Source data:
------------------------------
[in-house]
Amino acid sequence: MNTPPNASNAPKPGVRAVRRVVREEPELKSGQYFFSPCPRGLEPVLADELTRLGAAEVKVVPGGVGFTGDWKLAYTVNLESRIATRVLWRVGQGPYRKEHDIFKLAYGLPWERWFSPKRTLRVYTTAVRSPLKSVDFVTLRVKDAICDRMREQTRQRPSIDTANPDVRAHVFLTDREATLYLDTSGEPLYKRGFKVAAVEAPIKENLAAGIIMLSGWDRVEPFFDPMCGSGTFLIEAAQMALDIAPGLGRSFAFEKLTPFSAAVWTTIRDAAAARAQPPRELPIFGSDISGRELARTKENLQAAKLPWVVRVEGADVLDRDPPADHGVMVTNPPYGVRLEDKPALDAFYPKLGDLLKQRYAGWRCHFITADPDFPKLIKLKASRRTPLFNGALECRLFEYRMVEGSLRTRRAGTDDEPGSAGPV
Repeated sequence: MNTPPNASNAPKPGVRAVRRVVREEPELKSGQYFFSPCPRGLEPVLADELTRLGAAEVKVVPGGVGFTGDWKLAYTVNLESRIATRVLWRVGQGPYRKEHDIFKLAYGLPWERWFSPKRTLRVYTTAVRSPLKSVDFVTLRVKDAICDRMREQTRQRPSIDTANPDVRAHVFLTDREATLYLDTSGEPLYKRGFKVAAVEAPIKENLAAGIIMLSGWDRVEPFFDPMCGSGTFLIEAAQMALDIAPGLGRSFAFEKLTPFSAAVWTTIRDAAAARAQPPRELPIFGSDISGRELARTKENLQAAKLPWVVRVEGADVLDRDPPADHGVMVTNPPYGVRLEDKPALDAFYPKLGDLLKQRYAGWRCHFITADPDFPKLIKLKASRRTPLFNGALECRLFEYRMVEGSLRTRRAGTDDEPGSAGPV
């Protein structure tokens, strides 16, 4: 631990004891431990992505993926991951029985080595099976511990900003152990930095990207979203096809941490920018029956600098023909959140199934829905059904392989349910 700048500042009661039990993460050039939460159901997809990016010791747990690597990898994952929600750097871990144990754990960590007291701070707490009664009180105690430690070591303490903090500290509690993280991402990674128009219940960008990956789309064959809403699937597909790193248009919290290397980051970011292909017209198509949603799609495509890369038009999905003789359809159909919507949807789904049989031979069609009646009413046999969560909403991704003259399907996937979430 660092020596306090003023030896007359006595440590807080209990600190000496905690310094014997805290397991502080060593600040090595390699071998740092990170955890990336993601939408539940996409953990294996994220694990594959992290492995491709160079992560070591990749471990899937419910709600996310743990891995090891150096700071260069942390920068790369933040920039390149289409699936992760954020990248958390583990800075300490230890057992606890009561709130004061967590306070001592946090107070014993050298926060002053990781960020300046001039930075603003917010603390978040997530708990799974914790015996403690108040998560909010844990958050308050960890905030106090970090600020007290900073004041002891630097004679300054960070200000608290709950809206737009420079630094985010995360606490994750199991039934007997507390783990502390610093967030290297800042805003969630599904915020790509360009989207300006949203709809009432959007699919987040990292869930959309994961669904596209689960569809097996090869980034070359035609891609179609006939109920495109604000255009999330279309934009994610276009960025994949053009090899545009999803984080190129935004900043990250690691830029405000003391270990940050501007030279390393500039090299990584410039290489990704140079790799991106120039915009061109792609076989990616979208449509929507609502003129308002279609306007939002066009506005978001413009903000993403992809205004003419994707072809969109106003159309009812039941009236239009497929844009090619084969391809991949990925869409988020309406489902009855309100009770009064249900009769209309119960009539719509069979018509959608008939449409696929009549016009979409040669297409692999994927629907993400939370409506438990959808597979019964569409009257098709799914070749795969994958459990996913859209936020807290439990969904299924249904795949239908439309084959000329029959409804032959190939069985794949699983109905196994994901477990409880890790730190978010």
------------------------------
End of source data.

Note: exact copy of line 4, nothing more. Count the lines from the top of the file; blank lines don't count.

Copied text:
């Protein structure tokens, strides 16, 4: 631990004891431990992505993926991951029985080595099976511990900003152990930095990207979203096809941490920018029956600098023909959140199934829905059904392989349910 700048500042009661039990993460050039939460159901997809990016010791747990690597990898994952929600750097871990144990754990960590007291701070707490009664009180105690430690070591303490903090500290509690993280991402990674128009219940960008990956789309064959809403699937597909790193248009919290290397980051970011292909017209198509949603799609495509890369038009999905003789359809159909919507949807789904049989031979069609009646009413046999969560909403991704003259399907996937979430 660092020596306090003023030896007359006595440590807080209990600190000496905690310094014997805290397991502080060593600040090595390699071998740092990170955890990336993601939408539940996409953990294996994220694990594959992290492995491709160079992560070591990749471990899937419910709600996310743990891995090891150096700071260069942390920068790369933040920039390149289409699936992760954020990248958390583990800075300490230890057992606890009561709130004061967590306070001592946090107070014993050298926060002053990781960020300046001039930075603003917010603390978040997530708990799974914790015996403690108040998560909010844990958050308050960890905030106090970090600020007290900073004041002891630097004679300054960070200000608290709950809206737009420079630094985010995360606490994750199991039934007997507390783990502390610093967030290297800042805003969630599904915020790509360009989207300006949203709809009432959007699919987040990292869930959309994961669904596209689960569809097996090869980034070359035609891609179609006939109920495109604000255009999330279309934009994610276009960025994949053009090899545009999803984080190129935004900043990250690691830029405000003391270990940050501007030279390393500039090299990584410039290489990704140079790799991106120039915009061109792609076989990616979208449509929507609502003129308002279609306007939002066009506005978001413009903000993403992809205004003419994707072809969109106003159309009812039941009236239009497929844009090619084969391809991949990925869409988020309406489902009855309100009770009064249900009769209309119960009539719509069979018509959608008939449409696929009549016009979409040669297409692999994927629907993400939370409506438990959808597979019964569409009257098709799914070749795969994958459990996913859209936020807290439990969904299924249904795949239908439309084959000329029959409804032959190939069985794949699983109905196994994901477990409880890790730190978010």